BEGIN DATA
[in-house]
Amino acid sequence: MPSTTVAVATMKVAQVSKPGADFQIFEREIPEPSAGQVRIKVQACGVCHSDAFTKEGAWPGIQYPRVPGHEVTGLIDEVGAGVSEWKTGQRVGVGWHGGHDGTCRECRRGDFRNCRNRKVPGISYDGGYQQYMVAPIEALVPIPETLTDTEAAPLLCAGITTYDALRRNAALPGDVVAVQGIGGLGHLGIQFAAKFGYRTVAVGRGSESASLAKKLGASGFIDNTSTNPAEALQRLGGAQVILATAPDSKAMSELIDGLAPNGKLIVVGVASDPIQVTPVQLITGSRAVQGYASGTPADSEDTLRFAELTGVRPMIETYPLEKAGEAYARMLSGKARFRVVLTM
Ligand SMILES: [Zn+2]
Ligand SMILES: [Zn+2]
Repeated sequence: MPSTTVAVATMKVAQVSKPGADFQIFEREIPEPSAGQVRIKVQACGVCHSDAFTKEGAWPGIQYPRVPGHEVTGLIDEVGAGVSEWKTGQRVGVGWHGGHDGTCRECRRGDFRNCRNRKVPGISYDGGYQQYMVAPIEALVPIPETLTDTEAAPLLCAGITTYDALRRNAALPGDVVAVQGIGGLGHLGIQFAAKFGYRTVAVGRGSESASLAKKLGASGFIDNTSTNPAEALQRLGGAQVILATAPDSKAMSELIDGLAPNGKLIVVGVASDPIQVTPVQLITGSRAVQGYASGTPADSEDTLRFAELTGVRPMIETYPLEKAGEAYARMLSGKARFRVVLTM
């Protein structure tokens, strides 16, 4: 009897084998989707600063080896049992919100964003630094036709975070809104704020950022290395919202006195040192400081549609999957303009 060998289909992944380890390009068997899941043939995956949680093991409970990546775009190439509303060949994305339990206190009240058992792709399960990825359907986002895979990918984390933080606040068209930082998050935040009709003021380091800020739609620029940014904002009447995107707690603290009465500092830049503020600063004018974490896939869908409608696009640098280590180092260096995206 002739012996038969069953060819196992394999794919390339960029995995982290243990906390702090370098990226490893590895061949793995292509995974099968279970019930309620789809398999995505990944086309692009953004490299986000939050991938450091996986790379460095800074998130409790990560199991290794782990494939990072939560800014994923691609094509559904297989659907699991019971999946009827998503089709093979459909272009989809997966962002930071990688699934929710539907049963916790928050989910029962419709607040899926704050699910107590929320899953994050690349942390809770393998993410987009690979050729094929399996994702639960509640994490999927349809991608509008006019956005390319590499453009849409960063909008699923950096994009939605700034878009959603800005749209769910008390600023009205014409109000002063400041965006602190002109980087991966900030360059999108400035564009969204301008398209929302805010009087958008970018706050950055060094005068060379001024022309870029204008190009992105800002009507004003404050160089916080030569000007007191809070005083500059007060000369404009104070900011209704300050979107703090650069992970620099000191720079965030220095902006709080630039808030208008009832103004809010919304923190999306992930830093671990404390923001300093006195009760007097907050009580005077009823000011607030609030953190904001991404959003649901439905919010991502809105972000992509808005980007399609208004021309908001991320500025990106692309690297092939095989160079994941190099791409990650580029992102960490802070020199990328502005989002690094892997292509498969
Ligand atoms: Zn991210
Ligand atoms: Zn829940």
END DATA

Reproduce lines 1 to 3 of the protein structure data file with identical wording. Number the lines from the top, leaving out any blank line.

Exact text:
[in-house]
Amino acid sequence: MPSTTVAVATMKVAQVSKPGADFQIFEREIPEPSAGQVRIKVQACGVCHSDAFTKEGAWPGIQYPRVPGHEVTGLIDEVGAGVSEWKTGQRVGVGWHGGHDGTCRECRRGDFRNCRNRKVPGISYDGGYQQYMVAPIEALVPIPETLTDTEAAPLLCAGITTYDALRRNAALPGDVVAVQGIGGLGHLGIQFAAKFGYRTVAVGRGSESASLAKKLGASGFIDNTSTNPAEALQRLGGAQVILATAPDSKAMSELIDGLAPNGKLIVVGVASDPIQVTPVQLITGSRAVQGYASGTPADSEDTLRFAELTGVRPMIETYPLEKAGEAYARMLSGKARFRVVLTM
Ligand SMILES: [Zn+2]